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Thread: Meter accuracy

  1. #21

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    Seems to me, comparing your meter with a known-accurate meter is the first order of business. Otherwise, you have way too many variables to sort through. Would it be possible for you to do that with a friend or at a friendly local store? Especially with a second-hand equipment, anything is possible.

    By the way, back of MY palm is exactly 18%... wooohooo!
    Develop, stop, fix.... wait.... where's my film?

  2. #22

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    Quote Originally Posted by benjiboy View Post
    This is just an observation- but I think it has to be said, many people who are getting unacceptable exposed results from their light meters automatically blame their light meter and it's accuracy not their lack of understanding of the basic principals of exposure, and how to use the instrument.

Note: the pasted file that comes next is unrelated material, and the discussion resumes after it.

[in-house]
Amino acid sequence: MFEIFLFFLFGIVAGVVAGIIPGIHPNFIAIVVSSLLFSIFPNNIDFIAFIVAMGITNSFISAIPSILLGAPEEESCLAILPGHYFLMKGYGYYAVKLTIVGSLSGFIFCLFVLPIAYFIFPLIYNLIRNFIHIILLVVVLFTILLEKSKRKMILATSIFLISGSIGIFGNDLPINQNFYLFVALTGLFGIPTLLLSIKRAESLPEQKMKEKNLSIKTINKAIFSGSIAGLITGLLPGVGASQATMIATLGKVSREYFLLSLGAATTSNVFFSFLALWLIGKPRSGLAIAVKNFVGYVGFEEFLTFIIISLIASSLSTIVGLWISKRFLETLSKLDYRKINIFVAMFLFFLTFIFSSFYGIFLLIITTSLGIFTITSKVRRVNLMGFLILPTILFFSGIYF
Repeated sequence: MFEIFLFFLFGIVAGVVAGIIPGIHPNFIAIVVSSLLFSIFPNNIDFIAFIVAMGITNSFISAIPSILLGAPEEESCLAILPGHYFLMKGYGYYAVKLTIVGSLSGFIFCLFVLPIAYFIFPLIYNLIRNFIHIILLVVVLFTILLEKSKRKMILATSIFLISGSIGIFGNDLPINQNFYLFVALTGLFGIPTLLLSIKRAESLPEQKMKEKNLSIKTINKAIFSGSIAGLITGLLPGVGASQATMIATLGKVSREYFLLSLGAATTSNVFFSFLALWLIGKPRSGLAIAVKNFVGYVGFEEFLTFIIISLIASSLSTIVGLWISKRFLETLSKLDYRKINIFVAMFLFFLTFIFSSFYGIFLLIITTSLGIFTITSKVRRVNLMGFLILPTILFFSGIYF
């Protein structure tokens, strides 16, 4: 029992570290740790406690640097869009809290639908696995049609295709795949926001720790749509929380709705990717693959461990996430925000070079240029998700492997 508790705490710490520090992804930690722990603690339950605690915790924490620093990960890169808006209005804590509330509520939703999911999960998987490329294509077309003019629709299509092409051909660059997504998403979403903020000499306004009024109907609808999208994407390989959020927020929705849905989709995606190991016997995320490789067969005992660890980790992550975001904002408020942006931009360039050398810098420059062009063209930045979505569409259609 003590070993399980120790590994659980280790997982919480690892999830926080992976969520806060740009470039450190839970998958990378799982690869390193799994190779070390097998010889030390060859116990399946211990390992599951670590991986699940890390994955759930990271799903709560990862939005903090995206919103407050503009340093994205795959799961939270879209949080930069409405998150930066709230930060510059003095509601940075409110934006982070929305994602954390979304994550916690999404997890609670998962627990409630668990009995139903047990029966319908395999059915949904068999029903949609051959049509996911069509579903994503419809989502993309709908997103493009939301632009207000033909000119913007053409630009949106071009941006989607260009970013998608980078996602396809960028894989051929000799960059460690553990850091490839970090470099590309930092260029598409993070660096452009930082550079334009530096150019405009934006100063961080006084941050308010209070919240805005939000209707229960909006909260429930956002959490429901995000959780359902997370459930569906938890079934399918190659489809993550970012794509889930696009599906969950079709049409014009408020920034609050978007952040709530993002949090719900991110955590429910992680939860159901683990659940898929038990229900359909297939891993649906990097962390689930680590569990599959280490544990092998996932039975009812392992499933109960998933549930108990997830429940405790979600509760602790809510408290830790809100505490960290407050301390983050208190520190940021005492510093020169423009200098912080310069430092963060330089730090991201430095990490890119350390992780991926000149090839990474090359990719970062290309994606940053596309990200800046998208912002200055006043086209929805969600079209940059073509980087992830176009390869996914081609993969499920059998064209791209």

Exactly.

    You need to get to know your meter. And (!) how you interpret what it says to you.
    Both require getting familiar with idiosyncrasies, the meter's and your own, and is not helped by comparing the meter to other meters.

  3. #23
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    Quote Originally Posted by tkamiya View Post
    Seems to me, comparing your meter with a known-accurate meter is the first order of business. Otherwise, you have way too many variables to sort through. Would it be possible for you to do that with a friend or at a friendly local store? Especially with a second-hand equipment, anything is possible.

    By the way, back of MY palm is exactly 18%... wooohooo!
    Different meters use different parameters, and acceptance angles for measuring the light, I have five light meters and if I compare the readings of them on a Kodak grey card they vary by up to a full stop but each individual meter give me correct exposure when I use it, it's a case of a man with a watch knows the time, if he has several he's not sure.
    Ben

  4. #24
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    sunny 16 rule

    The sunny 16 rule does work, It is not the zone system. But if you are in the field and your meter or battery dies it will get you a workable negative as opposed to coming home empty handed
    I spent the first week in Navy photo school in the 50í memorizing the sunny 16 rule because as a general rule we didnít have meters available all the time.
    Based on sea level it breaks down as follows using the film speed as the shutter speed Bright sun ( you can not look at it with your naked eye)harsh shadows f/16